Newsmax and other conservative media outlets have voiced strong opposition to Sinclair Broadcast Group's proposed acquisition of Tribune Media, citing concerns such a deal would undermine a free press and quash competition, The New York Times reported.
Newsmax filed a petition Monday with the Federal Communications Commission asking it to deny Sinclair's approval for its proposed nearly $4 billion merger with Tribune Media.
"A free and diverse press, a bedrock principle of American democracy, will be crippled by this proposed merger," Newsmax said in its filing.
If the merger is approved, Sinclair would own stations reaching 72 percent of U.S. households.
Under current federal law, no station group can own stations reaching more than 39 percent of homes.
This "ownership cap," first instituted in 1985 by the FCC under President Reagan, sought to prevent major networks like ABC, NBC, and CBS from owning local stations throughout the country and controlling local news programming.
But recently the FCC under President Trump redefined how homes are counted using a method that applied to UHF stations when technology did not allow those stations to fully broadcast into their markets.
The redefinition has been criticized as a political move to help Sinclair, a conservative-leaning station group, bypass the ownership cap.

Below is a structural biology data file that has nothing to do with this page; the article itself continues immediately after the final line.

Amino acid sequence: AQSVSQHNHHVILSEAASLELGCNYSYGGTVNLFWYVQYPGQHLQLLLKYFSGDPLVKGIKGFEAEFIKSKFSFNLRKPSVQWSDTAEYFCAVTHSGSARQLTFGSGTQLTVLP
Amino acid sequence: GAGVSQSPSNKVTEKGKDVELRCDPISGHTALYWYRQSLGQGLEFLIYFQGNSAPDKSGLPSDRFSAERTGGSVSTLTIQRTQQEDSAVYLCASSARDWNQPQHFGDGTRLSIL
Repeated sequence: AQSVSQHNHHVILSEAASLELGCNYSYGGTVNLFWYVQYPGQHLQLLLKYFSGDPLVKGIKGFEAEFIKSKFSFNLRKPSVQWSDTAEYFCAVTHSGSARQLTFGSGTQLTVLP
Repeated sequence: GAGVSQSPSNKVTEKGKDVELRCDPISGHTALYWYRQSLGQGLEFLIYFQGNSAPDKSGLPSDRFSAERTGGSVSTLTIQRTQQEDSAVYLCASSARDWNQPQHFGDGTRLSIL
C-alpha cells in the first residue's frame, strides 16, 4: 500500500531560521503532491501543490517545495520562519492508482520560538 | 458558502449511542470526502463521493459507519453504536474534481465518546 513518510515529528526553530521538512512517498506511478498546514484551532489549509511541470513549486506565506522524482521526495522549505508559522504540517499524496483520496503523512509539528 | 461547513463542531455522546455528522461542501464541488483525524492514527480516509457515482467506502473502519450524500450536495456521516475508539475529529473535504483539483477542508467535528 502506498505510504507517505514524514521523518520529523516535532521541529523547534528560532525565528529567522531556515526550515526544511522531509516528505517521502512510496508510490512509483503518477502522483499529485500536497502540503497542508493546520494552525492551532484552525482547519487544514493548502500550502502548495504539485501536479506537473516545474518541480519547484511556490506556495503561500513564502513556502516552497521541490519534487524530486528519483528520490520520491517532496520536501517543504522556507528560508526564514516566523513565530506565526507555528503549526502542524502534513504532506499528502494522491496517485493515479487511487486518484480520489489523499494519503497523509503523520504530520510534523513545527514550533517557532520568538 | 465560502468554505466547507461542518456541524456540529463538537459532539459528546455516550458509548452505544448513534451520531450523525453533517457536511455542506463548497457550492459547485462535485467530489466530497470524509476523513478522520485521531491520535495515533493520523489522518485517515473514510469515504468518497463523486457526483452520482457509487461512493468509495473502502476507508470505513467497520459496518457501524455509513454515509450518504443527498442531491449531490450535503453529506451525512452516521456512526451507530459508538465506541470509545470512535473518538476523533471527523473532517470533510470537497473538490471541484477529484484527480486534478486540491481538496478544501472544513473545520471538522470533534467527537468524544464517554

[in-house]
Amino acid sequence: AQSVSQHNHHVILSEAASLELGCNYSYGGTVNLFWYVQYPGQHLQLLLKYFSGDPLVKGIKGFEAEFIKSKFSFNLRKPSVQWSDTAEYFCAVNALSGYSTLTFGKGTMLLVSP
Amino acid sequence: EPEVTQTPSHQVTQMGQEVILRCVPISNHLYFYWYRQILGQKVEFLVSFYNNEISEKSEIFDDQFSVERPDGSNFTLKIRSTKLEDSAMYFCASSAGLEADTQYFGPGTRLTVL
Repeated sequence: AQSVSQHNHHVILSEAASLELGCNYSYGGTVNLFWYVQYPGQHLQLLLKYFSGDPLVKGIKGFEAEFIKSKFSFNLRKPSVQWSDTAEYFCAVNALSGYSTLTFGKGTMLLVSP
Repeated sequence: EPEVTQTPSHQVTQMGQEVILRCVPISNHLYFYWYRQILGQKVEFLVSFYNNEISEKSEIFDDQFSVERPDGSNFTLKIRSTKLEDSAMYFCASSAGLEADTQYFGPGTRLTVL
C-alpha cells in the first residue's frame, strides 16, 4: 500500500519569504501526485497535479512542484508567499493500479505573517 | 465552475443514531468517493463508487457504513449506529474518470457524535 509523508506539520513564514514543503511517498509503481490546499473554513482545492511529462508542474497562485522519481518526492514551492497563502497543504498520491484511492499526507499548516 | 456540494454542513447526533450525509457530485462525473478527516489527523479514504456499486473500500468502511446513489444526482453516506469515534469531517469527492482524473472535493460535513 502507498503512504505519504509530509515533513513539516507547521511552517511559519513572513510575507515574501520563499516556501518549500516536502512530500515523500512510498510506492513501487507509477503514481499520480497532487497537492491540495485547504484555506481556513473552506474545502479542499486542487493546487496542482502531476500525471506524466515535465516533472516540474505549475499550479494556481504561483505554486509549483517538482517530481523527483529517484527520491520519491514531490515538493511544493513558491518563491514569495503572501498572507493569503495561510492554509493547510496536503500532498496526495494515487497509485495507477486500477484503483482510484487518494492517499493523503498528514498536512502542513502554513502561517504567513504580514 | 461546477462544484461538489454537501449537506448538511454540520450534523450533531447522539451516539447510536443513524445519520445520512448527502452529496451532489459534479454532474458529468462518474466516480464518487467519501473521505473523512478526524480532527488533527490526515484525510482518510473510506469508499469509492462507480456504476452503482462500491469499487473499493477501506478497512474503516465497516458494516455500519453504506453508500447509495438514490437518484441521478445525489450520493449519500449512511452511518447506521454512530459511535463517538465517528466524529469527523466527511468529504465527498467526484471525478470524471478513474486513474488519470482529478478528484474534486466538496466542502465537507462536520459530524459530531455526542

"I like Sinclair and think they're great," Newsmax CEO Christopher Ruddy said. "But by making these changes for Sinclair and subverting the ownership cap, the FCC is opening the barnyard door for NBC, CBS, and ABC to do the same thing."
"If this deal is approved, local news shows, which are quite diverse and much less biased than the major networks, will get marching orders from New York executives," he said.
Separately from Newsmax, One America News Network and The Blaze, the channel backed by Glenn Beck, filed petitions Monday with the FCC asking the merger be denied.
"Regardless of political affiliation, we should agree that robust democracy demands a variety of viewpoints from a myriad of sources," OAN and The Blaze wrote in their FCC filing. "Yet the wave of consolidation across the industry threatens this core value. And the Sinclair-Tribune merger would exacerbate this troubling tendency."
Liberal organizations have come to accept the ownership cap as a good idea, seeing it as a way to limit corporate influence in Washington.
If the Sinclair merger goes through, experts are predicting most television stations could easily end up in the hands of just three major corporations.
"Even though they may be ideologically aligned, Newsmax and others see Sinclair is going to be so big that they'll swallow up ad dollars and starve the conservative competition," Craig Aaron, the president of the consumer advocacy group Free Press, told the Times.
Supporters of the Sinclair deal argue the ownership caps are not meaningful due to the Internet, where there is more open competition and access to news.
But a recent Pew study found 71 percent of Americans still get their news primarily from their local television station.
So far, the Internet has not helped create any significant competition for local news shows.
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